Wednesday, 21 September 2011

Lilies and Petals, Planets and Implosion

Bead of the Day: "Planetary"

Yesterday was spent developing this new design. These beads are tricky to photograph, because there is so much going on inside - they are the ones for "gazing into", if you know what I mean. There are bubbles around the top and the bottom (you can't see those in this pic), there is a core with a lovely "lily" design and a band of silvered ivory and goldstone around the encased "petals".

Ah, this "lily" design... I literally spent days mastering it. The thing was, I bought this book by Karen J Leonardo, I suppose with the main purpose to check out the competition. And there it was, I think she called it "lilypad" or something like that. I'd seen beads with this design before, and if I remember correctly, Sally Carver won a competition with them recently. So all summer I tried and tried and tried, with various degree of success, but the beads produced by me using this "imposion" technique, were far from the image I had in my head. I found this technique extremely difficult.

One day I sat there, all upset, thinking hard about how I could achieve the look of the lilies I wanted. And I thought that it would be impossible for anybody, ANYBODY, to have temperature control that perfect, to get the lovely petals around and along the mandrel by only relying on the flame. But of course, silly me!, it's a different technique altogether: this one involves layers and layers of dots being covered with bands of large amounts of clear glass, heating and waiting for the dots to get elongated!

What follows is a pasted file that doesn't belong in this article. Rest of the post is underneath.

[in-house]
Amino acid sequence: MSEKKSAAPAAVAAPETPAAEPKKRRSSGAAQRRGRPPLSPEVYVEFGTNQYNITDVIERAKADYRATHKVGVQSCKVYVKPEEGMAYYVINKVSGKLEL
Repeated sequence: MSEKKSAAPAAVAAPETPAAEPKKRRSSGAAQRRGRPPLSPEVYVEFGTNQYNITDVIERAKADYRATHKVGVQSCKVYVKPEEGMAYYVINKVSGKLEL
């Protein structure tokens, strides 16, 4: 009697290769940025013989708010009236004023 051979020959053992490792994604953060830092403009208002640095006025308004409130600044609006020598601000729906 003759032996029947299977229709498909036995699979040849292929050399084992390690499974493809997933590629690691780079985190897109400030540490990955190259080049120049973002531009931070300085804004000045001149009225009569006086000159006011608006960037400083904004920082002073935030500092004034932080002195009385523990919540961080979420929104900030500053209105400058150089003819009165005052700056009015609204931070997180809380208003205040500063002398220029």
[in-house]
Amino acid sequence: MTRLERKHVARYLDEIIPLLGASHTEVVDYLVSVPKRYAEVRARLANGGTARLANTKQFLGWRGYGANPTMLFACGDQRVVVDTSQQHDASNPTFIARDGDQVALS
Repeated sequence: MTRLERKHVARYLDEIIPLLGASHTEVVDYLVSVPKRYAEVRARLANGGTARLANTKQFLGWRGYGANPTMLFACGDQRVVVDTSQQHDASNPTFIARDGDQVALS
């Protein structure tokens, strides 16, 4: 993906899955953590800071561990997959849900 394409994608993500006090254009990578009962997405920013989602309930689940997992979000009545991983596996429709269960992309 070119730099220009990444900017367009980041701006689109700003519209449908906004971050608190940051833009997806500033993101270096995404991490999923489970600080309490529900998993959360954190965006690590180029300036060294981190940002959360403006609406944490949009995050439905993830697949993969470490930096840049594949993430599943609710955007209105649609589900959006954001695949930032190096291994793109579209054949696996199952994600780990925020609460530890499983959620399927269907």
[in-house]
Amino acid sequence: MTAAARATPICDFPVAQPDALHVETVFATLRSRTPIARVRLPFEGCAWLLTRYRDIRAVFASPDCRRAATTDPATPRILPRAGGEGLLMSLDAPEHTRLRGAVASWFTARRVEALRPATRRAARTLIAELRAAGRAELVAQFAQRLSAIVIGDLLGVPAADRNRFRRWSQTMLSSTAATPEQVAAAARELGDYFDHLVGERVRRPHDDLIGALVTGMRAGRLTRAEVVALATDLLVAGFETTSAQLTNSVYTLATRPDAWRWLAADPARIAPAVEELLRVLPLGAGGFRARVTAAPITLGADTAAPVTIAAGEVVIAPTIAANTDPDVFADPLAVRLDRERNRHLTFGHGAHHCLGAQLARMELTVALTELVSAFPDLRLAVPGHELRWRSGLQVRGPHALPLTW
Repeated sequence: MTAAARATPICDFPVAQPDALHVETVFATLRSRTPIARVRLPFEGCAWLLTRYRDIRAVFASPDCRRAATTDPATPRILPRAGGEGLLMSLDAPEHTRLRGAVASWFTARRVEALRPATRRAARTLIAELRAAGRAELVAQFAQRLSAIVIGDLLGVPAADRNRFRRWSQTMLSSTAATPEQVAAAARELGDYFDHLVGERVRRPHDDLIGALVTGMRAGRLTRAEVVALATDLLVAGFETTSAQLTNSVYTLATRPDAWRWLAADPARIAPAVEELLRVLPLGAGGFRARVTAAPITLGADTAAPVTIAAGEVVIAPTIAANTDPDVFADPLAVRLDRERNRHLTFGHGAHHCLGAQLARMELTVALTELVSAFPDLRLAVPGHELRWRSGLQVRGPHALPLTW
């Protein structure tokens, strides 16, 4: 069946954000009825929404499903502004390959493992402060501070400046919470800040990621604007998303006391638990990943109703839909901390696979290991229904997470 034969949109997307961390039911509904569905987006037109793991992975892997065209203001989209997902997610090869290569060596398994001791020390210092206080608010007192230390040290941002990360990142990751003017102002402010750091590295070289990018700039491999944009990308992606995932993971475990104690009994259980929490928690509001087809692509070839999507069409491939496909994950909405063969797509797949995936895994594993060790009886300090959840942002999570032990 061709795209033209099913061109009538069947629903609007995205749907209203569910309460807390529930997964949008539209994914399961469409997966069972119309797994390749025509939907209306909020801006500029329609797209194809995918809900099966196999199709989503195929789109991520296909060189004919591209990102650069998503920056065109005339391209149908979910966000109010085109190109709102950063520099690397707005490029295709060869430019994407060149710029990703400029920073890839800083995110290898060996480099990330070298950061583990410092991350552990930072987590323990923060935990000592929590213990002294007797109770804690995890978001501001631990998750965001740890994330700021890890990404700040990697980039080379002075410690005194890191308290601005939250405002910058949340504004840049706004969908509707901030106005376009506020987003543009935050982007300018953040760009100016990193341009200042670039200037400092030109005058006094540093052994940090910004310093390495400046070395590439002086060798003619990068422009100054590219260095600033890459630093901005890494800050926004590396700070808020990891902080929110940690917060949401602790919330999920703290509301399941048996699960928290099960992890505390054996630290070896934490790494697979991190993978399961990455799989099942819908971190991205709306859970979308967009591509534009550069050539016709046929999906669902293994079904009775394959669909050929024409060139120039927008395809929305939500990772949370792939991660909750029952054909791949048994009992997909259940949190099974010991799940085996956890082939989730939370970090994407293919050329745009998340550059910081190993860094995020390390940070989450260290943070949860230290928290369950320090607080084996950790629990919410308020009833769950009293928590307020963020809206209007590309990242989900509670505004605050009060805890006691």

"Yellow Waterlilies" bead set, currently for sale on ebay

Guys, I don't know about you, but here it was a real revelation. So many people use this simple design in their work, and it looks gorgeous. Well, simple I say, of course I had to practise, but I also came up with some lovely colour combinations, and I have to write another blog on that.

Coming back to the "Planetary" design, I did use a little of the "implosion" technique here: I made a core of ivory, then created a disc out of clear on one of the core's ends. Then I used Double Helix Ekho for the dots to go onto the disc and melted them: Ekho on ivory here gives this great organic palette that I like so much, and you don't have to spend time reducing it either. Encased, put some goldstone and silvered ivory around with dots of Double Helix Calipso on each end, made indentations for future bubbles, encased again. Every technique comes handy!

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